It’s not often you have the pleasure of settling down with a book and taking the time to properly read the introduction, but in this case I did, and was struck by what the publication’s curator Olivia Triggs and editor Antony Leyton had to say on Cat’s project. “Do not open this book expecting to find sample art, finished pieces, or examples of what each contributor is ‘most famous for.’ There are other books for that. Cat’s book is about the life, not the work.”
It’s a heavy, hardback tome, filled simply with photographs of creatives going about their day. This is by no means uncovered territory – imagine how many times we have been invited by a photographer to peruse the inner walls of a personal creative space. In this case though, it is different, as Cat’s book is perhaps one of the most polite, telling portrayals of the lives of household names you will come across. Maybe it’s because Cat spent an entire day shadowing each of her subjects, maybe it’s because she’s got that sort of personality that allows you to speak freely and let her in, or maybe it’s because she’s just very, very good at what she does.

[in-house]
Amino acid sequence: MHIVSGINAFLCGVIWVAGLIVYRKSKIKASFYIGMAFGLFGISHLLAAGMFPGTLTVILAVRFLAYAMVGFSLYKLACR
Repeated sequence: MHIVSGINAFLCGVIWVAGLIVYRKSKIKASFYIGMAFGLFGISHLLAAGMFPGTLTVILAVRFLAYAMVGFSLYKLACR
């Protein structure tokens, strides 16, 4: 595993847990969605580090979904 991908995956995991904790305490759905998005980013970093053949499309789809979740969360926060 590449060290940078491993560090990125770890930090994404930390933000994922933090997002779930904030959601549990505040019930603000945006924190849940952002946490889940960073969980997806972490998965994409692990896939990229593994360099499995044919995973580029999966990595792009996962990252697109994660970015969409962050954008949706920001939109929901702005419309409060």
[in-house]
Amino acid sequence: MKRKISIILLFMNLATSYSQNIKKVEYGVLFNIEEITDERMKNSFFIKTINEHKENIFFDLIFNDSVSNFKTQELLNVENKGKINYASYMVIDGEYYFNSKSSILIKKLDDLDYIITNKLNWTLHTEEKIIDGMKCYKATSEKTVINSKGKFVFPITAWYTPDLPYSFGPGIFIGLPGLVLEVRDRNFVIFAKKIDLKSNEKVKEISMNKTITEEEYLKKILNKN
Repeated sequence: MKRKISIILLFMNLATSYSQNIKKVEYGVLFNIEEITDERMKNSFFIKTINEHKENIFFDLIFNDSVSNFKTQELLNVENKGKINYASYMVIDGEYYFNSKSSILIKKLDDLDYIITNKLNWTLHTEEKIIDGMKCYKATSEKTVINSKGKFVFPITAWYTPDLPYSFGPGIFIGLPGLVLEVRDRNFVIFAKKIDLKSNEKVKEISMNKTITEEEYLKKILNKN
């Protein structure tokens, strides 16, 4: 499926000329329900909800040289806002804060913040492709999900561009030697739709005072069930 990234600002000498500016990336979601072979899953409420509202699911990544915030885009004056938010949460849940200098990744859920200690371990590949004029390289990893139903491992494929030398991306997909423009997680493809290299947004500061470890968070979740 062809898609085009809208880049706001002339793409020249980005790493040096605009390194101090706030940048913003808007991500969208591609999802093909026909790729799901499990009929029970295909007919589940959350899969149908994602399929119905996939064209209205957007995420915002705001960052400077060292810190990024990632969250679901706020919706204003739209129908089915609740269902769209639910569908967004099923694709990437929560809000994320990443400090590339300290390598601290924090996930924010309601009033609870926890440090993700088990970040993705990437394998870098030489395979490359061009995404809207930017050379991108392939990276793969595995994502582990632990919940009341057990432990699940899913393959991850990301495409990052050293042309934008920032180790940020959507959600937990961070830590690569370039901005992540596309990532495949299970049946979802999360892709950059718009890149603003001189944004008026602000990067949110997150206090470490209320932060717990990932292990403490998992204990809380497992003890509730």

What makes this book truly sing is how it gives off this beguiling atmosphere, like having a scented candle in the room. Each scenario we are invited into, no matter how evidently stressed each subject must be, seems as tranquil as a temple through Cat’s lens, and each subject is caught in the kind of mood that happens or mid-coffee, or post-laugh. From Peter Blake to Fred Butler, Giles Deacon to Bella Freud, Erik Kessels to Jaime Perlman – no one is captured in less than a truly distinguished and utterly captivating light. Each set of photos is accompanied by a small piece of text by a friend of the subject, more often than not another creative, giving the book a strong backbone of love and support you just don’t get in any other publication.